That day inside the grey building, I saw another Mini. It was not our Mini. Baba and Ma took me inside the building. There were many rooms in that building. A lady was there in a room. She had chalk in her hands and was writing on a big black board. Many many girls were sitting in front and listening to her, they were also writing something. We walked along the long space and sat down in front of a room. The door opened and a man asked us to go in. We went in. I was asked the colour of the sky, what I liked to eat. I began to say “Twinkle Twinkle, little star,” I liked to sing it and I moved my hands. The lady smiled. She asked me my name and gave me a toffee. I was happy. Ma and Baba spoke to her. Then we climbed up a big bus and went home. Mani was with Khokon. I sang and Khokon smiled.
Baba was quiet. He did not say much. Ma was busy, she was putting my clothes in a box. In the morning Baba took me with the box to that big grey building. There was another big building, it was grey too. A lady came and spoke to Baba. Baba said that this is where I would stay now. This is my hostel. When Baba went away, I started to cry. I wanted to go home. I wanted Ma, I wanted Baba, I wanted Khokon, I wanted Mini. The lady told me that they would come to see me. She said I will go home after some days. I had to be a good girl and stay. This grey building was now my home. The lady took me to a big room. There were so many beds in that room. She put my box there and took me to another room. There were girls in that room. This was my class. I had to sit with them and read. I wanted to cry. A little girl looked at me and smiled. “My name is Rita”, she said. She gave me her book. Rita became my best friend.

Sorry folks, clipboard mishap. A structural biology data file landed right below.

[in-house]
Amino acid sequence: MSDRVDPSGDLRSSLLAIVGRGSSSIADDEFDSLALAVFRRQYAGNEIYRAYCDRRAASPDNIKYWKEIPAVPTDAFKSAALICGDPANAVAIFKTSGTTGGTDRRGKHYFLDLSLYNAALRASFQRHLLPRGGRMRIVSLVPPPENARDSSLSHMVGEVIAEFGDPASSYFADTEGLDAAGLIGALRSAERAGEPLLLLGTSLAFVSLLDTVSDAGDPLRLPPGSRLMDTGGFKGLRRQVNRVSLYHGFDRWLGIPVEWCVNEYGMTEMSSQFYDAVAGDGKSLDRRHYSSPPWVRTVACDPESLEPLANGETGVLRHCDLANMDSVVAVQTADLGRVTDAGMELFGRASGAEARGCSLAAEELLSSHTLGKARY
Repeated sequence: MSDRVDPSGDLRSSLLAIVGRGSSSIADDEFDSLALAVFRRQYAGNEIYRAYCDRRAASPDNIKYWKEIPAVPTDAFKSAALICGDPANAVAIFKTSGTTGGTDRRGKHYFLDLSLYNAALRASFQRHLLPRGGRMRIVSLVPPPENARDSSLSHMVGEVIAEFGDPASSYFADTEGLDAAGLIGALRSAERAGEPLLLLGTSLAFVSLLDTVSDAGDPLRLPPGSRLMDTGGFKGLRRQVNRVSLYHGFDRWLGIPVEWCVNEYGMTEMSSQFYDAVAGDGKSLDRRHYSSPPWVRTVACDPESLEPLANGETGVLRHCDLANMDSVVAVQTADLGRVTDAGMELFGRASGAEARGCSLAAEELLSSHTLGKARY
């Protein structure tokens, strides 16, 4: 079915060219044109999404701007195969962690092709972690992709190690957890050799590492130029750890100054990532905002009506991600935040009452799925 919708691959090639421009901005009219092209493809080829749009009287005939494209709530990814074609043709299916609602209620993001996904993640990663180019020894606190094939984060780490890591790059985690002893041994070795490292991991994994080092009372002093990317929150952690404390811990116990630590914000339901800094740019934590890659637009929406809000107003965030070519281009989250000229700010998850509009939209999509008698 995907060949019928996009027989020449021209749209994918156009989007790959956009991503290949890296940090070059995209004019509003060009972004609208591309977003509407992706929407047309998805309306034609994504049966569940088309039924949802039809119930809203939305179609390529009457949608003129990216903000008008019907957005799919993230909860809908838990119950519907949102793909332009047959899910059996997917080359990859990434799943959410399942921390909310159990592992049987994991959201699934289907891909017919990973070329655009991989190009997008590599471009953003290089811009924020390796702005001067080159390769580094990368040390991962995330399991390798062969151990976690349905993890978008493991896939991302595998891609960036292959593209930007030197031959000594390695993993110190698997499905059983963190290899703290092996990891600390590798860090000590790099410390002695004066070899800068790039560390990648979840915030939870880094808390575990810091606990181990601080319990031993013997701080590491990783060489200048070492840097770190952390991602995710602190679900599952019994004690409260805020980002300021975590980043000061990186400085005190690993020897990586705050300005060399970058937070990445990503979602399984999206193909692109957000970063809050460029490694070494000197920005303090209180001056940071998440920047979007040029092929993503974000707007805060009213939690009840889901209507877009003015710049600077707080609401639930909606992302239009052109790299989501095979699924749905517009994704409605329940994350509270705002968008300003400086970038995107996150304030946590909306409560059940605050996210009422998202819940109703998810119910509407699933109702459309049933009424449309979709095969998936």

Day after day we had to read. We played, we sang, we danced. We went to a big room to eat, we slept in that room with so many beds. I wanted to go home. In the evenings, I wanted to talk to Baba. Ma and Baba came to see me. Khokon came with them too. Khokon was not that small. He called me Didi. I had many friends in school now. They made me happy. We shared secrets, we shared treats which our parents got us. The mashis in the hostel were nice. They scolded us at times. We had to listen to them. I liked my friends – Rita, Ananya, Suhasi, Binita, Radhika, Priyanjali.